Background: Childhood asthma is generally believed to be a disorder with a good prognosis. However, some asthmatics develop irreversible airway obstruction, probably as a result of airway remodelling.
Methods: After 21–33 years, 228 adults (aged 13–44 years at baseline) with a history of asthma were re-examined to assess risk factors for the development of irreversible airway obstruction (IAO, forced expiratory volume in 1 second (FEV1) <80% predicted and reversibility <9% predicted) and a reduced postbronchodilator transfer coefficient (carbon monoxide transfer factor/alveolar volume, <80% predicted), both characteristics of COPD.
Results: At follow up, 41% did not have airway obstruction (NAO), 43% had reversible airway obstruction (RAO), and 16% had IAO; 23% had a reduced transfer coefficient. Patients with RAO had asthma-like characteristics (wheezing, asthma attacks, bronchial hyperresponsiveness (BHR)) while patients with IAO had COPD-like symptoms (cough, phlegm, dyspnoea) at follow up. The development of IAO is determined by a lower FEV1, less reversibility of airway obstruction and, surprisingly, less severe BHR at initial screening. Eighty percent of the patients with asthma who used anti-inflammatory medication still had airway obstruction, but IAO developed less frequently. Smoking was associated with a reduced transfer coefficient but not with the development of IAO. Female sex was associated with a reduced transfer coefficient, whereas corticosteroid use was not.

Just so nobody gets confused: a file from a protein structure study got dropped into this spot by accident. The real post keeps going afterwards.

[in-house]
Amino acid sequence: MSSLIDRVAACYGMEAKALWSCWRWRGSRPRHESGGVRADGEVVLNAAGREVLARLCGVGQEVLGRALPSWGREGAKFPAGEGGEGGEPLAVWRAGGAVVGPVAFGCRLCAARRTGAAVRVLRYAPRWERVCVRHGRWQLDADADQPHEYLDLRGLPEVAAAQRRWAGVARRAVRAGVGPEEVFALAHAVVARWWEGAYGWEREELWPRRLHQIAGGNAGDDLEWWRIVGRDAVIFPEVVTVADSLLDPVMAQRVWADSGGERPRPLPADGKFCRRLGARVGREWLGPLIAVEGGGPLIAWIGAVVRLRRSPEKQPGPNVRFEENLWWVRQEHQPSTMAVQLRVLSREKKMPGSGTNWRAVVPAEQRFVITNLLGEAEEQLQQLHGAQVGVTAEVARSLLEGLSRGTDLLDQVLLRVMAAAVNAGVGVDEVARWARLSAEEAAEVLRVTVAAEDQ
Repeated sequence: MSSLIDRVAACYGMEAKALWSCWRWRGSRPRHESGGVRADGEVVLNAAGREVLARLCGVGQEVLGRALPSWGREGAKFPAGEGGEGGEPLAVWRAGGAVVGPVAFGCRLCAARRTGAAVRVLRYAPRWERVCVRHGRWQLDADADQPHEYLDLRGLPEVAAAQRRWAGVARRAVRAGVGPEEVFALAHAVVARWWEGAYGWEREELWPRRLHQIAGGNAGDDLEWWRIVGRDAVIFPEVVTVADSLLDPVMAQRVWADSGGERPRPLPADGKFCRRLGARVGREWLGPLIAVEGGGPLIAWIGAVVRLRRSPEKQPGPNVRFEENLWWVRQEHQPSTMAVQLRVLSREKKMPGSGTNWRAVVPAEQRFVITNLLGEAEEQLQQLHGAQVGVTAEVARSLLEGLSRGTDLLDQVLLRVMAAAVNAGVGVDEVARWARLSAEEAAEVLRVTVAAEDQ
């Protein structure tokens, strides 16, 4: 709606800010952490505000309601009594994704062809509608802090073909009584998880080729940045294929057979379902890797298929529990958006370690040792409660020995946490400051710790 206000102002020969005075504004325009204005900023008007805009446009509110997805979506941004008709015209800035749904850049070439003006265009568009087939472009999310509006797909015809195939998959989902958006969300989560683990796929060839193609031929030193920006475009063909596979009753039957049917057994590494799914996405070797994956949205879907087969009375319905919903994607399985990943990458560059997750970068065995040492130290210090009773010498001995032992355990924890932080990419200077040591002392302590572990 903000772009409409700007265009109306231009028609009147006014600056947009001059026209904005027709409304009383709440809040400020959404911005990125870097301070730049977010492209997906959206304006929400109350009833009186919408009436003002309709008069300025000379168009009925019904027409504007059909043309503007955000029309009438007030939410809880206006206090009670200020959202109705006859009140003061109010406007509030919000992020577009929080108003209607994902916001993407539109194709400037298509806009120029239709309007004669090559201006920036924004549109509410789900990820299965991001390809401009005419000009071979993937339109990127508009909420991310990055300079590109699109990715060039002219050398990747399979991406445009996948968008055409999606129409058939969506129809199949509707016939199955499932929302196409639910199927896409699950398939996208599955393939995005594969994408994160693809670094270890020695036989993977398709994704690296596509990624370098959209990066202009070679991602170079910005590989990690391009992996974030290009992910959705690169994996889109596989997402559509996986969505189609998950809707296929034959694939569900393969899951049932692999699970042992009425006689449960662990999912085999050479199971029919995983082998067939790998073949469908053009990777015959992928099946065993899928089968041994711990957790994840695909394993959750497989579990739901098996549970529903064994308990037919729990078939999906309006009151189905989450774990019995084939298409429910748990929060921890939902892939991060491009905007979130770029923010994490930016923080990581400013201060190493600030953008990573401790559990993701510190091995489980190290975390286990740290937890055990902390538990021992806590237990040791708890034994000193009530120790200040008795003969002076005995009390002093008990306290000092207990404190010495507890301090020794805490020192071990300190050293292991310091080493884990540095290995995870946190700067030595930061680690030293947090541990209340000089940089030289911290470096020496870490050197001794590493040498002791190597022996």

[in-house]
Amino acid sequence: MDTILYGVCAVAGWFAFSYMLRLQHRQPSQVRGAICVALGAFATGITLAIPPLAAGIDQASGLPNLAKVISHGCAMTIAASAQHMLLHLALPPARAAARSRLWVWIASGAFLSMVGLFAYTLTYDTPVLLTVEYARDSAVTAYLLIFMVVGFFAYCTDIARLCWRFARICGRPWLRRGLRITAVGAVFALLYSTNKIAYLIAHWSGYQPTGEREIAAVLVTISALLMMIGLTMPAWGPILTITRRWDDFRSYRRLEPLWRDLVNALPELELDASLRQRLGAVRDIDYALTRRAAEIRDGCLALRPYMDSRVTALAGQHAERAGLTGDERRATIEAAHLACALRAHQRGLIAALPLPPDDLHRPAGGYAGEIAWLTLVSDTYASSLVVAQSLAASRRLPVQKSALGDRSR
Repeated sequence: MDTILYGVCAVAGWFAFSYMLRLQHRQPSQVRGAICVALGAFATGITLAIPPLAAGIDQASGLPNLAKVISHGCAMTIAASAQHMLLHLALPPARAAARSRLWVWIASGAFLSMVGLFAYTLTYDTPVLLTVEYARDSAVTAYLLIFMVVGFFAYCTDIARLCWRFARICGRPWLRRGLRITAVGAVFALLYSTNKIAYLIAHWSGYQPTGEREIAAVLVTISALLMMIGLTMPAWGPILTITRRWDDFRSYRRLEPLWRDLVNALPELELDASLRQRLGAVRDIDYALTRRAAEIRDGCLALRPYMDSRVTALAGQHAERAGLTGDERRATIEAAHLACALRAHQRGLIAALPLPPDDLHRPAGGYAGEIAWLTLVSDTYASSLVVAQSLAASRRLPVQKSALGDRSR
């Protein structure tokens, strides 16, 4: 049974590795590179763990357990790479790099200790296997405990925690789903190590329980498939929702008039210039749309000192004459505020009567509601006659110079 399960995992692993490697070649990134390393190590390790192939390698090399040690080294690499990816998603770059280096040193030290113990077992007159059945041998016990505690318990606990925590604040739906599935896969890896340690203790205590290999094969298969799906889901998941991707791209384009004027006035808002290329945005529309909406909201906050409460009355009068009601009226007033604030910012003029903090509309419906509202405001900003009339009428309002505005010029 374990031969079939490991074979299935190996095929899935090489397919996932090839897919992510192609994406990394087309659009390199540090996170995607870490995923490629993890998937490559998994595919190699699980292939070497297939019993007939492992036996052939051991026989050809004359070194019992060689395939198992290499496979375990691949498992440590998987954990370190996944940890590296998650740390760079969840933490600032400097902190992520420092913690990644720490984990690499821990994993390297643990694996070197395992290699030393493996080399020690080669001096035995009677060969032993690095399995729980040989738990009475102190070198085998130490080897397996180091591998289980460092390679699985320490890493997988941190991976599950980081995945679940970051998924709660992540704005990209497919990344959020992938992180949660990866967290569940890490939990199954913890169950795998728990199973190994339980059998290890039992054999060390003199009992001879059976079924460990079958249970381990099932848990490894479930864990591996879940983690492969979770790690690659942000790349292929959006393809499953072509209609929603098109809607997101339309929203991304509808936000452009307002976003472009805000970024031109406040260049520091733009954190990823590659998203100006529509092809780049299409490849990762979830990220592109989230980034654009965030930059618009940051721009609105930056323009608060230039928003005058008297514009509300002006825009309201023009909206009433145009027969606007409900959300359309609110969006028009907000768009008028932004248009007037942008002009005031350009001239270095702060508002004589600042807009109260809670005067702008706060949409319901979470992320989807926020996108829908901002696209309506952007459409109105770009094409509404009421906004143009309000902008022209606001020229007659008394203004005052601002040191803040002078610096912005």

Conclusions: Although IAO and a low transfer coefficient are both characteristics of COPD, they represent distinct entities in adult asthmatics in terms of symptomatology, aetiology, and probably in therapeutic approaches and disease prevention.
- irreversible airway obstruction
- transfer coefficient
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